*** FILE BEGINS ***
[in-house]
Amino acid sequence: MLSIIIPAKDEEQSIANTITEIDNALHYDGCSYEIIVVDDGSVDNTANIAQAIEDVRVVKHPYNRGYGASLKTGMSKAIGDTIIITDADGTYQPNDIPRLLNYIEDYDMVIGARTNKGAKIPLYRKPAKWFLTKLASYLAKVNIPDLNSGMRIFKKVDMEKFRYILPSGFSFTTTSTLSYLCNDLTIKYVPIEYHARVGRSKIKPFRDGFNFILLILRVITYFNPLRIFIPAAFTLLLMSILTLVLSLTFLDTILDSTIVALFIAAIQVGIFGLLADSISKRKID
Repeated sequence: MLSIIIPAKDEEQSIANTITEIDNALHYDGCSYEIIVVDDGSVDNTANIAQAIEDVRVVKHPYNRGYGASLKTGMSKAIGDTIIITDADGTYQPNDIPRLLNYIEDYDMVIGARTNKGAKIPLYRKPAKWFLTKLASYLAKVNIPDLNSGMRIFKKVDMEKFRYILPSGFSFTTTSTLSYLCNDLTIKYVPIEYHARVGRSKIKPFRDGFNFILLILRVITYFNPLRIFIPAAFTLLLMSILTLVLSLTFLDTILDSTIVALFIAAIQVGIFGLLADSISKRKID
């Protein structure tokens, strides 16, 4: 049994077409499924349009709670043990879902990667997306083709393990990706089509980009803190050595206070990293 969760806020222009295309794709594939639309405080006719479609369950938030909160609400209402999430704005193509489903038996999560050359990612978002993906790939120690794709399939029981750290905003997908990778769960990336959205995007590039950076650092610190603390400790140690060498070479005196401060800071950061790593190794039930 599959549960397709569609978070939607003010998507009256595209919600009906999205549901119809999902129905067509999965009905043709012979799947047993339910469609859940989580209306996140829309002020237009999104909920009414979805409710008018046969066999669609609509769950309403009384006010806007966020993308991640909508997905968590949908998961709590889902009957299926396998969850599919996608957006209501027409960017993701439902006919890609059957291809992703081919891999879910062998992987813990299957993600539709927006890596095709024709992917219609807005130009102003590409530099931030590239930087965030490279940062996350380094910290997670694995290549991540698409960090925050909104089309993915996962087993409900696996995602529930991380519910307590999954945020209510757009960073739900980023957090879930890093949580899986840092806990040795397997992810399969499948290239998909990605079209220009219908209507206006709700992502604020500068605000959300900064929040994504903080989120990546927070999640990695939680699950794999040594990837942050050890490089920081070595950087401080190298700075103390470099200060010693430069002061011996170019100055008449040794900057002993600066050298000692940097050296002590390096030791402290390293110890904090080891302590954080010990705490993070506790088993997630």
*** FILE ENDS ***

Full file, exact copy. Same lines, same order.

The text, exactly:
[in-house]
Amino acid sequence: MLSIIIPAKDEEQSIANTITEIDNALHYDGCSYEIIVVDDGSVDNTANIAQAIEDVRVVKHPYNRGYGASLKTGMSKAIGDTIIITDADGTYQPNDIPRLLNYIEDYDMVIGARTNKGAKIPLYRKPAKWFLTKLASYLAKVNIPDLNSGMRIFKKVDMEKFRYILPSGFSFTTTSTLSYLCNDLTIKYVPIEYHARVGRSKIKPFRDGFNFILLILRVITYFNPLRIFIPAAFTLLLMSILTLVLSLTFLDTILDSTIVALFIAAIQVGIFGLLADSISKRKID
Repeated sequence: MLSIIIPAKDEEQSIANTITEIDNALHYDGCSYEIIVVDDGSVDNTANIAQAIEDVRVVKHPYNRGYGASLKTGMSKAIGDTIIITDADGTYQPNDIPRLLNYIEDYDMVIGARTNKGAKIPLYRKPAKWFLTKLASYLAKVNIPDLNSGMRIFKKVDMEKFRYILPSGFSFTTTSTLSYLCNDLTIKYVPIEYHARVGRSKIKPFRDGFNFILLILRVITYFNPLRIFIPAAFTLLLMSILTLVLSLTFLDTILDSTIVALFIAAIQVGIFGLLADSISKRKID
């Protein structure tokens, strides 16, 4: 049994077409499924349009709670043990879902990667997306083709393990990706089509980009803190050595206070990293 969760806020222009295309794709594939639309405080006719479609369950938030909160609400209402999430704005193509489903038996999560050359990612978002993906790939120690794709399939029981750290905003997908990778769960990336959205995007590039950076650092610190603390400790140690060498070479005196401060800071950061790593190794039930 599959549960397709569609978070939607003010998507009256595209919600009906999205549901119809999902129905067509999965009905043709012979799947047993339910469609859940989580209306996140829309002020237009999104909920009414979805409710008018046969066999669609609509769950309403009384006010806007966020993308991640909508997905968590949908998961709590889902009957299926396998969850599919996608957006209501027409960017993701439902006919890609059957291809992703081919891999879910062998992987813990299957993600539709927006890596095709024709992917219609807005130009102003590409530099931030590239930087965030490279940062996350380094910290997670694995290549991540698409960090925050909104089309993915996962087993409900696996995602529930991380519910307590999954945020209510757009960073739900980023957090879930890093949580899986840092806990040795397997992810399969499948290239998909990605079209220009219908209507206006709700992502604020500068605000959300900064929040994504903080989120990546927070999640990695939680699950794999040594990837942050050890490089920081070595950087401080190298700075103390470099200060010693430069002061011996170019100055008449040794900057002993600066050298000692940097050296002590390096030791402290390293110890904090080891302590954080010990705490993070506790088993997630």